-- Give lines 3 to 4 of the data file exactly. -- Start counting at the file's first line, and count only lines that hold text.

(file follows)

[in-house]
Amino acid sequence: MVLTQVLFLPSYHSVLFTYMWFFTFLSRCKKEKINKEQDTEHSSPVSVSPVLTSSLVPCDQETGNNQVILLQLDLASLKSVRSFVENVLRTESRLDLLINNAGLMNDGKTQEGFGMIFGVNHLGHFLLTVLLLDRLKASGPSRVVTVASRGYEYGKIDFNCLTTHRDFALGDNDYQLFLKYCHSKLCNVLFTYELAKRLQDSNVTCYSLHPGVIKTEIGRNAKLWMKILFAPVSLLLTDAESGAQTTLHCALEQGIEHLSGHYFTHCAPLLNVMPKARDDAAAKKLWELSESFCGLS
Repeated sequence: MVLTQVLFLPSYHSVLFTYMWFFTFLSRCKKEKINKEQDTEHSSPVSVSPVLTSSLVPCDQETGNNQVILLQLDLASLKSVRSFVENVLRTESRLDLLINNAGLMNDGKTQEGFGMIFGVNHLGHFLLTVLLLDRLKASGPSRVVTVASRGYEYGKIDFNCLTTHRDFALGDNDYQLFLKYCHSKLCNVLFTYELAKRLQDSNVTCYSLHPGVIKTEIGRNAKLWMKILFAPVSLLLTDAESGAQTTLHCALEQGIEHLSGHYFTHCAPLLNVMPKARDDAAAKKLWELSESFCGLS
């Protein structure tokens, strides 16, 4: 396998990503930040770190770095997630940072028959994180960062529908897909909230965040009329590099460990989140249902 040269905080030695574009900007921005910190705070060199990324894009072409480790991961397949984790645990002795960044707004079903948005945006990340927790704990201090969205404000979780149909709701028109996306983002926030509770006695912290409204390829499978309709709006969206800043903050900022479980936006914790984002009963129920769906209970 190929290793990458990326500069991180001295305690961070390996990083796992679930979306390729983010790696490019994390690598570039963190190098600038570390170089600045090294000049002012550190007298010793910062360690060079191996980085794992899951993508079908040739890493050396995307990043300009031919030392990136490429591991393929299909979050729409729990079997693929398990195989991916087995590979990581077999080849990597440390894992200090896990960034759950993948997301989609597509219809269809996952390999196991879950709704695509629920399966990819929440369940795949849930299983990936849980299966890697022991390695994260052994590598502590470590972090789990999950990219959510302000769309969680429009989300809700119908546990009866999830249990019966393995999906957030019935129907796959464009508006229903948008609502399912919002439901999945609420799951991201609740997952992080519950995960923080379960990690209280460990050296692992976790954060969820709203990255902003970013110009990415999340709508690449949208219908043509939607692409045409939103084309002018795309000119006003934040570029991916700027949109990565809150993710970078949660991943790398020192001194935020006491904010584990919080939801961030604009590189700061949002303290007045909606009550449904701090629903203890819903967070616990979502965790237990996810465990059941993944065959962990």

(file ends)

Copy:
Repeated sequence: MVLTQVLFLPSYHSVLFTYMWFFTFLSRCKKEKINKEQDTEHSSPVSVSPVLTSSLVPCDQETGNNQVILLQLDLASLKSVRSFVENVLRTESRLDLLINNAGLMNDGKTQEGFGMIFGVNHLGHFLLTVLLLDRLKASGPSRVVTVASRGYEYGKIDFNCLTTHRDFALGDNDYQLFLKYCHSKLCNVLFTYELAKRLQDSNVTCYSLHPGVIKTEIGRNAKLWMKILFAPVSLLLTDAESGAQTTLHCALEQGIEHLSGHYFTHCAPLLNVMPKARDDAAAKKLWELSESFCGLS
């Protein structure tokens, strides 16, 4: 396998990503930040770190770095997630940072028959994180960062529908897909909230965040009329590099460990989140249902 040269905080030695574009900007921005910190705070060199990324894009072409480790991961397949984790645990002795960044707004079903948005945006990340927790704990201090969205404000979780149909709701028109996306983002926030509770006695912290409204390829499978309709709006969206800043903050900022479980936006914790984002009963129920769906209970 190929290793990458990326500069991180001295305690961070390996990083796992679930979306390729983010790696490019994390690598570039963190190098600038570390170089600045090294000049002012550190007298010793910062360690060079191996980085794992899951993508079908040739890493050396995307990043300009031919030392990136490429591991393929299909979050729409729990079997693929398990195989991916087995590979990581077999080849990597440390894992200090896990960034759950993948997301989609597509219809269809996952390999196991879950709704695509629920399966990819929440369940795949849930299983990936849980299966890697022991390695994260052994590598502590470590972090789990999950990219959510302000769309969680429009989300809700119908546990009866999830249990019966393995999906957030019935129907796959464009508006229903948008609502399912919002439901999945609420799951991201609740997952992080519950995960923080379960990690209280460990050296692992976790954060969820709203990255902003970013110009990415999340709508690449949208219908043509939607692409045409939103084309002018795309000119006003934040570029991916700027949109990565809150993710970078949660991943790398020192001194935020006491904010584990919080939801961030604009590189700061949002303290007045909606009550449904701090629903203890819903967070616990979502965790237990996810465990059941993944065959962990």